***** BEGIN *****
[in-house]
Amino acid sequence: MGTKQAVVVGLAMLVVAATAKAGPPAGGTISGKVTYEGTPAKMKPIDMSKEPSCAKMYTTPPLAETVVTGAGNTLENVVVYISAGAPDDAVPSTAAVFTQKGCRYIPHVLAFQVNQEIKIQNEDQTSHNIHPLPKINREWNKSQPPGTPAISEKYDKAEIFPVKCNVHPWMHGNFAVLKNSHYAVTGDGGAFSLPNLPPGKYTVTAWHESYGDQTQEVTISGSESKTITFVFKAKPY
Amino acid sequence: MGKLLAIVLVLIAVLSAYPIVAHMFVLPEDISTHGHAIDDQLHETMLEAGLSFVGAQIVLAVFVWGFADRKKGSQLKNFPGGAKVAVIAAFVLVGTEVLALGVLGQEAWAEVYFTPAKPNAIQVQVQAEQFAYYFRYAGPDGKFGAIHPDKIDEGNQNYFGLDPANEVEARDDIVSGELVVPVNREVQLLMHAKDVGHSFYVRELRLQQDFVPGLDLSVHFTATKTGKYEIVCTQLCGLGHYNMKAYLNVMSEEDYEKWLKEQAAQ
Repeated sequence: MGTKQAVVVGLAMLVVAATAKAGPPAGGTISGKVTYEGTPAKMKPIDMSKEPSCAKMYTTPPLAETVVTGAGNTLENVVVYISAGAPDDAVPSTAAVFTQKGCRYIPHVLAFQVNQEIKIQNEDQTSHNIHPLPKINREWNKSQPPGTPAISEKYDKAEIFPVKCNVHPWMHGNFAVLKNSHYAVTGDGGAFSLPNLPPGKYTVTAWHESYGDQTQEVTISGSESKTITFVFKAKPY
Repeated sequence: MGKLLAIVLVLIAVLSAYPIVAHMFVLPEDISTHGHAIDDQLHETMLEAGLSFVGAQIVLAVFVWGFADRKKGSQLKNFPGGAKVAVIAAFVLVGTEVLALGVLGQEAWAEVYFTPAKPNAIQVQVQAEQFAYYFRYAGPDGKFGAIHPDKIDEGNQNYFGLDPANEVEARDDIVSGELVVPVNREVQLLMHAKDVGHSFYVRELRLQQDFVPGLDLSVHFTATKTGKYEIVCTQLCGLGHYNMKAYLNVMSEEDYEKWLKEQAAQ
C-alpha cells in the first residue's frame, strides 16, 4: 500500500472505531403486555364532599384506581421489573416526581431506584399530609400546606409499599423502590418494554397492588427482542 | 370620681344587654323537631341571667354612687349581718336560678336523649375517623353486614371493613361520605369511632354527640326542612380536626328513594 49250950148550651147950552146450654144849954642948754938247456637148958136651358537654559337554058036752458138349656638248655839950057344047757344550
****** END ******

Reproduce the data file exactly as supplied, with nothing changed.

[in-house]
Amino acid sequence: MGTKQAVVVGLAMLVVAATAKAGPPAGGTISGKVTYEGTPAKMKPIDMSKEPSCAKMYTTPPLAETVVTGAGNTLENVVVYISAGAPDDAVPSTAAVFTQKGCRYIPHVLAFQVNQEIKIQNEDQTSHNIHPLPKINREWNKSQPPGTPAISEKYDKAEIFPVKCNVHPWMHGNFAVLKNSHYAVTGDGGAFSLPNLPPGKYTVTAWHESYGDQTQEVTISGSESKTITFVFKAKPY
Amino acid sequence: MGKLLAIVLVLIAVLSAYPIVAHMFVLPEDISTHGHAIDDQLHETMLEAGLSFVGAQIVLAVFVWGFADRKKGSQLKNFPGGAKVAVIAAFVLVGTEVLALGVLGQEAWAEVYFTPAKPNAIQVQVQAEQFAYYFRYAGPDGKFGAIHPDKIDEGNQNYFGLDPANEVEARDDIVSGELVVPVNREVQLLMHAKDVGHSFYVRELRLQQDFVPGLDLSVHFTATKTGKYEIVCTQLCGLGHYNMKAYLNVMSEEDYEKWLKEQAAQ
Repeated sequence: MGTKQAVVVGLAMLVVAATAKAGPPAGGTISGKVTYEGTPAKMKPIDMSKEPSCAKMYTTPPLAETVVTGAGNTLENVVVYISAGAPDDAVPSTAAVFTQKGCRYIPHVLAFQVNQEIKIQNEDQTSHNIHPLPKINREWNKSQPPGTPAISEKYDKAEIFPVKCNVHPWMHGNFAVLKNSHYAVTGDGGAFSLPNLPPGKYTVTAWHESYGDQTQEVTISGSESKTITFVFKAKPY
Repeated sequence: MGKLLAIVLVLIAVLSAYPIVAHMFVLPEDISTHGHAIDDQLHETMLEAGLSFVGAQIVLAVFVWGFADRKKGSQLKNFPGGAKVAVIAAFVLVGTEVLALGVLGQEAWAEVYFTPAKPNAIQVQVQAEQFAYYFRYAGPDGKFGAIHPDKIDEGNQNYFGLDPANEVEARDDIVSGELVVPVNREVQLLMHAKDVGHSFYVRELRLQQDFVPGLDLSVHFTATKTGKYEIVCTQLCGLGHYNMKAYLNVMSEEDYEKWLKEQAAQ
C-alpha cells in the first residue's frame, strides 16, 4: 500500500472505531403486555364532599384506581421489573416526581431506584399530609400546606409499599423502590418494554397492588427482542 | 370620681344587654323537631341571667354612687349581718336560678336523649375517623353486614371493613361520605369511632354527640326542612380536626328513594 49250950148550651147950552146450654144849954642948754938247456637148958136651358537654559337554058036752458138349656638248655839950057344047757344550